Logged in as user  [Login]  |
Return to Search Results Printable Version

Key Number: HS 20245
Site Name: Smeltzer House
Other Names:
Site Type: 0101 - Residential: Single Dwelling


ATS Legal Description:
Twp Rge Mer
52 23 4

Address: 1 Broadmoor Boulevard
Town: Sherwood Park
Near Town:


Type Number Date View


Style: Classical Revival
Plan Shape: Square
Storeys: Storeys: 2
Foundation: Basement/Foundation Wall Material: Brick
Superstructure: Nailed Frame
Superstructure Cover:
Roof Structure: Low Hip
Roof Cover:
Exterior Codes: Main Porch - Type: Open Verandah
Exterior: The integrity of the exterior has been preserved since no additions have been made to its since its construction in 1920. Open verandah front and rear with 2nd floor balconies.
Interior: The conversion of the house to a crafts centre has resulted in some alterations to the interior.
Environment: The Smeltzer House is a two storey brick residence located in the residential suburb of Sherwood Park east of the City of Edmonton.
Condition: Both the house and carriage house require repointing in many areas and some glass must be replaced. There are also many paint splotches on the brick which should be removed. The interior of the building is well kept an is presently undergoing an intensive maintenance, repair programme. (Dec. 1984)
Alterations: N/A


Construction: Construction Date:
Usage: Usage Date:
Owner: Owner Date:
Maurice Smeltzer
Frank Smeltzer
County of Strathcona No. 20
Architect: Cyril Fry
Builder: Marshall Hughes
Craftsman: N/A
History: Site Description:
The Smeltzer House is a two storey brick residence located in the residential suburb of Sherwood Park east of the City of Edmonton. It was constructed as a rural residence in the 1920s and thus is out of character with the other residential structures in the immediate area which date from the 1950s. The building is currently being used as a crafts centre by the Strathcona County. This change in use has resulted in some changes to its interior. The exterior of the buildings exhibit 80-90% original fabric and design.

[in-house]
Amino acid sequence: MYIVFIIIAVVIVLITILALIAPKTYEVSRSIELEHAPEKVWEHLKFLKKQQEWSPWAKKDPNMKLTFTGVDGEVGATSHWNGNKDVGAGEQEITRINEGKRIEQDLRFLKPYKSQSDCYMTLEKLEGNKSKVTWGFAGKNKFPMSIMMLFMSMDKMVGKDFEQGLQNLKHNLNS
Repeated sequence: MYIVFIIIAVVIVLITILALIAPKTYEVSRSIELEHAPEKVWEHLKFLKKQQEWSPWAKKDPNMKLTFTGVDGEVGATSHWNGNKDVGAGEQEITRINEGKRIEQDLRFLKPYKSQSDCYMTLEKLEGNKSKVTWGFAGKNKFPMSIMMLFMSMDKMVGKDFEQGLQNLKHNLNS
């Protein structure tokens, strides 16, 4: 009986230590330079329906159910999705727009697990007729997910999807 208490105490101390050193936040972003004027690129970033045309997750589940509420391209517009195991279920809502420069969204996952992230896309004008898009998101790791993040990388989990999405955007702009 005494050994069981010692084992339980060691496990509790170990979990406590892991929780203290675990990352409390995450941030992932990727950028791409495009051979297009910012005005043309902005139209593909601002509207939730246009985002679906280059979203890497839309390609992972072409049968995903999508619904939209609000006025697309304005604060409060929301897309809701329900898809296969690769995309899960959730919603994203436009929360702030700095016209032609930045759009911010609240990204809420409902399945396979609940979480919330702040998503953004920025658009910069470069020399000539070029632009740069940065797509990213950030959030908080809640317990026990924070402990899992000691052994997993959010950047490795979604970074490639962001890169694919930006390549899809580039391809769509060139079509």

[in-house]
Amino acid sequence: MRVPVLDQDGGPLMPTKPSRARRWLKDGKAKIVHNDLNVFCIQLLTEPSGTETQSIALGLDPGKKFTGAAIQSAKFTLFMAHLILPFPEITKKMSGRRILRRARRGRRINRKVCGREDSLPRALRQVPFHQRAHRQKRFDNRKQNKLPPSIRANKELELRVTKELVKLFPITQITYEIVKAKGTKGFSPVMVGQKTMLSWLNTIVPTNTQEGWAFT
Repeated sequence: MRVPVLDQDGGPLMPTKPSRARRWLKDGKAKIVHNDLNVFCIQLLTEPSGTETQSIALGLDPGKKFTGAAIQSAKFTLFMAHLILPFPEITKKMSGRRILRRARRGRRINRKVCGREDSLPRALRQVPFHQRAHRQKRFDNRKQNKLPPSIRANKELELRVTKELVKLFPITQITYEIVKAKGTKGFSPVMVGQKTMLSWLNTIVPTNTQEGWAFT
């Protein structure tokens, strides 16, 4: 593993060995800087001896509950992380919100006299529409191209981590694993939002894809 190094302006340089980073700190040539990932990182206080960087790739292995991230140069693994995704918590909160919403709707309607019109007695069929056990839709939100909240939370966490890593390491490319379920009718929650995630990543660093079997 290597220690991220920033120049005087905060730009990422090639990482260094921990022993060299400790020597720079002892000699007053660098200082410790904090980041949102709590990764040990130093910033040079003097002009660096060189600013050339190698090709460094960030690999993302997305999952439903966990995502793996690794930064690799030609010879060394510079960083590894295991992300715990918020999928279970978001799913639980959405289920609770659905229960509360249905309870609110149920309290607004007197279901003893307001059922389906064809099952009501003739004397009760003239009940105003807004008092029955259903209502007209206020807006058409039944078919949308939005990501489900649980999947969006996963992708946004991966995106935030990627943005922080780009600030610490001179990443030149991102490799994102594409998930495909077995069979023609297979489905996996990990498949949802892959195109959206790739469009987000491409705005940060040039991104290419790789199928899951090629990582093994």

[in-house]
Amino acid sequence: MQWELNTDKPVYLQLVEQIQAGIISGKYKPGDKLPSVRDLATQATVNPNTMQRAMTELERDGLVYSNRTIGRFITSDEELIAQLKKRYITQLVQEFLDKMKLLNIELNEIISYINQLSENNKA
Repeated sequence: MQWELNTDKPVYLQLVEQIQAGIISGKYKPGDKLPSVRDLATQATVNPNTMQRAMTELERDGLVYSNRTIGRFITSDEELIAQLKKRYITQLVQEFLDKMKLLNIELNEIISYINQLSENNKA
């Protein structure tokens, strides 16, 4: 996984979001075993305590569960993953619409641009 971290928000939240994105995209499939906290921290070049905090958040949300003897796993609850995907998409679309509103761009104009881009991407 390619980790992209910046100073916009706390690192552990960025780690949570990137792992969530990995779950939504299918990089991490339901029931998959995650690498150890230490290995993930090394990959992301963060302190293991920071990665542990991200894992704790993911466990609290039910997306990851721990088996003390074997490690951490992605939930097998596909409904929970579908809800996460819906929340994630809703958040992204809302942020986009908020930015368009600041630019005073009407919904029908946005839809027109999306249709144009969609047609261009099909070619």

The site includes a brick carriage house also constructed in 1920 and a three-door garage which was added later. Both structures have been incorporated into the use of the site as a crafts centre.
The site also contains a number of spruce trees which date from the 1920s. They were probably planted to form a windbreak rather than to create a formal aesthetic effect.
Historical Significance:
Maurice Smeltzer was born in Huron County Ontario in 1867. He remained in Ontario until 1891 when he came West to deliver some work horses to the Edmonton District. He arrived on one of the first trains to reach South Edmonton over the newly completed Calgary and Edmonton Railway. He returned to Edmonton in 1892 with another load of work horses and with the intention of homesteading in the area. He was, therefore, part of a minor land rush to the Edmonton area following the completion of the Calgary and Edmonton railway.
Economic conditions during the mid-1890s forced him to seek other employment in order to supplement the income from his agricultural pursuits. He mined coal in Edmonton, worked in the lumber industry for J. Walters and D.R. Fraser and went trapping in order to earn the necessary cash for the development of his homestead.